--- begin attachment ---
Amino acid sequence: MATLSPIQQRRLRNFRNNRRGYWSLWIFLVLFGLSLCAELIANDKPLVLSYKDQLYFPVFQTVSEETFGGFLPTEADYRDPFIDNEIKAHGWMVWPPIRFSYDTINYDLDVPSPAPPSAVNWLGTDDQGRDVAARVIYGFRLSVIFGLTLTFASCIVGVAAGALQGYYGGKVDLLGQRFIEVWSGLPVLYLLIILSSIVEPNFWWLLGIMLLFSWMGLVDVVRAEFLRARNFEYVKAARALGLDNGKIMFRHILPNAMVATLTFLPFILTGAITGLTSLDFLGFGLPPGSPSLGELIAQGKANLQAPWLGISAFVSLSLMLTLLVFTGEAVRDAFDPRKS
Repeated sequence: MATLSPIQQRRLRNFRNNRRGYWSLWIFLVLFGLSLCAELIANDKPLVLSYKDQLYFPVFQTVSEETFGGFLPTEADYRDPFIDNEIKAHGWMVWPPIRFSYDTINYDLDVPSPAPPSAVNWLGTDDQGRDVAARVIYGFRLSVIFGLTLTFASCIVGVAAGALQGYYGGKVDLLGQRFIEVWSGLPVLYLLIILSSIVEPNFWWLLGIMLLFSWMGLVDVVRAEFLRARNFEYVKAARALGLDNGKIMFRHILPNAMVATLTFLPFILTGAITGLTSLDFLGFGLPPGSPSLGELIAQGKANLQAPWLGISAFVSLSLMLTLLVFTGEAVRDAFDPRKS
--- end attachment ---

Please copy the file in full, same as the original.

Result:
Amino acid sequence: MATLSPIQQRRLRNFRNNRRGYWSLWIFLVLFGLSLCAELIANDKPLVLSYKDQLYFPVFQTVSEETFGGFLPTEADYRDPFIDNEIKAHGWMVWPPIRFSYDTINYDLDVPSPAPPSAVNWLGTDDQGRDVAARVIYGFRLSVIFGLTLTFASCIVGVAAGALQGYYGGKVDLLGQRFIEVWSGLPVLYLLIILSSIVEPNFWWLLGIMLLFSWMGLVDVVRAEFLRARNFEYVKAARALGLDNGKIMFRHILPNAMVATLTFLPFILTGAITGLTSLDFLGFGLPPGSPSLGELIAQGKANLQAPWLGISAFVSLSLMLTLLVFTGEAVRDAFDPRKS
Repeated sequence: MATLSPIQQRRLRNFRNNRRGYWSLWIFLVLFGLSLCAELIANDKPLVLSYKDQLYFPVFQTVSEETFGGFLPTEADYRDPFIDNEIKAHGWMVWPPIRFSYDTINYDLDVPSPAPPSAVNWLGTDDQGRDVAARVIYGFRLSVIFGLTLTFASCIVGVAAGALQGYYGGKVDLLGQRFIEVWSGLPVLYLLIILSSIVEPNFWWLLGIMLLFSWMGLVDVVRAEFLRARNFEYVKAARALGLDNGKIMFRHILPNAMVATLTFLPFILTGAITGLTSLDFLGFGLPPGSPSLGELIAQGKANLQAPWLGISAFVSLSLMLTLLVFTGEAVRDAFDPRKS